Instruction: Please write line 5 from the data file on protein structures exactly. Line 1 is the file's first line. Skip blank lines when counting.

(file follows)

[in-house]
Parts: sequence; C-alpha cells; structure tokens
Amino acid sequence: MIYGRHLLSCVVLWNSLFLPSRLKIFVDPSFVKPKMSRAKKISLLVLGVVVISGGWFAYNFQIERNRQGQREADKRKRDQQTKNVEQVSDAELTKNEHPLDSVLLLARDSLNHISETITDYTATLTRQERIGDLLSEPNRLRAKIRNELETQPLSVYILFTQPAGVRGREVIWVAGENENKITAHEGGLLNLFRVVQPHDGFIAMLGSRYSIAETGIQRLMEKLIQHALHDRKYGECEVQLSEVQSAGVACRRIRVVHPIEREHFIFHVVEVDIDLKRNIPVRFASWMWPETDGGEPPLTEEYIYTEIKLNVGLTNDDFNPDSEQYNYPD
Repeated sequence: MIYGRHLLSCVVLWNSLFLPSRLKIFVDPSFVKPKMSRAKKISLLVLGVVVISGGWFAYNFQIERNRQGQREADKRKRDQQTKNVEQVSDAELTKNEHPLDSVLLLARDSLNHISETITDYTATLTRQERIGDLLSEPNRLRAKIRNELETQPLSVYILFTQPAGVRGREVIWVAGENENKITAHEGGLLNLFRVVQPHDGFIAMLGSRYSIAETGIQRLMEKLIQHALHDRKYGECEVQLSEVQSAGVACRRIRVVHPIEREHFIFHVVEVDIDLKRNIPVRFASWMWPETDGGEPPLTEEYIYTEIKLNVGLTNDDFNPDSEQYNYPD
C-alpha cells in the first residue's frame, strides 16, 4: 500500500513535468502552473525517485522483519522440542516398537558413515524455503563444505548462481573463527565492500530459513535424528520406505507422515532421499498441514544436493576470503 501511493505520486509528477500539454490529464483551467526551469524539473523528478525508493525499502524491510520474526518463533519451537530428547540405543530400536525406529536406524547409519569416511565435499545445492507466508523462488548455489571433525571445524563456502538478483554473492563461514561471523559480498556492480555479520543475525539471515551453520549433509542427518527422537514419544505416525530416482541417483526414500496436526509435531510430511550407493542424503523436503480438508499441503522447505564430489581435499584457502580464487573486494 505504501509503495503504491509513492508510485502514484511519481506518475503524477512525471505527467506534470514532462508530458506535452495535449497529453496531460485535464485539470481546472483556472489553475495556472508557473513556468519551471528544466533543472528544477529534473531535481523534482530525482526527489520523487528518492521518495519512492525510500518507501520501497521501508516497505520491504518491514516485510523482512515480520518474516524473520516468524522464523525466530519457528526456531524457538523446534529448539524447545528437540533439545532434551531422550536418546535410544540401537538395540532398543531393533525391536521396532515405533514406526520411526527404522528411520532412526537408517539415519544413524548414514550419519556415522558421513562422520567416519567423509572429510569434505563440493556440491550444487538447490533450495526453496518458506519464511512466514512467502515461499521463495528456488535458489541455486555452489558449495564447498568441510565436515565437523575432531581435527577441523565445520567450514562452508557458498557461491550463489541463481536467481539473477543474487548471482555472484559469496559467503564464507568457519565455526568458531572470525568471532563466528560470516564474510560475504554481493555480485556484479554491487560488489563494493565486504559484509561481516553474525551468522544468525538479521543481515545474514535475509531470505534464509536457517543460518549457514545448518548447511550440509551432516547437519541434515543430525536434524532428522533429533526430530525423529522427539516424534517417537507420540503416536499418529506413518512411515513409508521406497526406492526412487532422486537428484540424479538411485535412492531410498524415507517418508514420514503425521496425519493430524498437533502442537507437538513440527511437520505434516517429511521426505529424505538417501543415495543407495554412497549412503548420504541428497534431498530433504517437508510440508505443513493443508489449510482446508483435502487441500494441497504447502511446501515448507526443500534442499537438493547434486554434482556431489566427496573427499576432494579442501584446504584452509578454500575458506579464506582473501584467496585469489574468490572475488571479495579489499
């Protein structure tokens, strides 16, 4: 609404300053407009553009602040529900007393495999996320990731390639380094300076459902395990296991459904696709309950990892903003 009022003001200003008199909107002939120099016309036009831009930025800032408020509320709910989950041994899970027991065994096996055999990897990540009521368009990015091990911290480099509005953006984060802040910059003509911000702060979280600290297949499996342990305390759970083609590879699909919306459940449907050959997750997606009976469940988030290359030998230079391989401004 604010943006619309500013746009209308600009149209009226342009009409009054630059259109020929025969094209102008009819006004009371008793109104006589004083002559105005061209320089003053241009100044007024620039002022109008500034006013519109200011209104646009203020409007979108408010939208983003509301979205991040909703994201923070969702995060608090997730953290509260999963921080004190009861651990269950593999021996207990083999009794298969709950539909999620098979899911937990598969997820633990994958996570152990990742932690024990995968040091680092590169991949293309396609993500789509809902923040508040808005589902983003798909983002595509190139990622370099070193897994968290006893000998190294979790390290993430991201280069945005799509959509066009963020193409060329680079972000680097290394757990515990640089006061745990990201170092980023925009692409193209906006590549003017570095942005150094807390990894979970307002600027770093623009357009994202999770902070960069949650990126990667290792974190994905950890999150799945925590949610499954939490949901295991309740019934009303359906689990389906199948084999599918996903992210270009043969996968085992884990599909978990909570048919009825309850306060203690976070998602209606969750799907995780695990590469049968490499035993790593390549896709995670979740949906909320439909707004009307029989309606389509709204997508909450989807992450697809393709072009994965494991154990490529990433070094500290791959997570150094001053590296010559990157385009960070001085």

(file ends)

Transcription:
C-alpha cells in the first residue's frame, strides 16, 4: 500500500513535468502552473525517485522483519522440542516398537558413515524455503563444505548462481573463527565492500530459513535424528520406505507422515532421499498441514544436493576470503 501511493505520486509528477500539454490529464483551467526551469524539473523528478525508493525499502524491510520474526518463533519451537530428547540405543530400536525406529536406524547409519569416511565435499545445492507466508523462488548455489571433525571445524563456502538478483554473492563461514561471523559480498556492480555479520543475525539471515551453520549433509542427518527422537514419544505416525530416482541417483526414500496436526509435531510430511550407493542424503523436503480438508499441503522447505564430489581435499584457502580464487573486494 505504501509503495503504491509513492508510485502514484511519481506518475503524477512525471505527467506534470514532462508530458506535452495535449497529453496531460485535464485539470481546472483556472489553475495556472508557473513556468519551471528544466533543472528544477529534473531535481523534482530525482526527489520523487528518492521518495519512492525510500518507501520501497521501508516497505520491504518491514516485510523482512515480520518474516524473520516468524522464523525466530519457528526456531524457538523446534529448539524447545528437540533439545532434551531422550536418546535410544540401537538395540532398543531393533525391536521396532515405533514406526520411526527404522528411520532412526537408517539415519544413524548414514550419519556415522558421513562422520567416519567423509572429510569434505563440493556440491550444487538447490533450495526453496518458506519464511512466514512467502515461499521463495528456488535458489541455486555452489558449495564447498568441510565436515565437523575432531581435527577441523565445520567450514562452508557458498557461491550463489541463481536467481539473477543474487548471482555472484559469496559467503564464507568457519565455526568458531572470525568471532563466528560470516564474510560475504554481493555480485556484479554491487560488489563494493565486504559484509561481516553474525551468522544468525538479521543481515545474514535475509531470505534464509536457517543460518549457514545448518548447511550440509551432516547437519541434515543430525536434524532428522533429533526430530525423529522427539516424534517417537507420540503416536499418529506413518512411515513409508521406497526406492526412487532422486537428484540424479538411485535412492531410498524415507517418508514420514503425521496425519493430524498437533502442537507437538513440527511437520505434516517429511521426505529424505538417501543415495543407495554412497549412503548420504541428497534431498530433504517437508510440508505443513493443508489449510482446508483435502487441500494441497504447502511446501515448507526443500534442499537438493547434486554434482556431489566427496573427499576432494579442501584446504584452509578454500575458506579464506582473501584467496585469489574468490572475488571479495579489499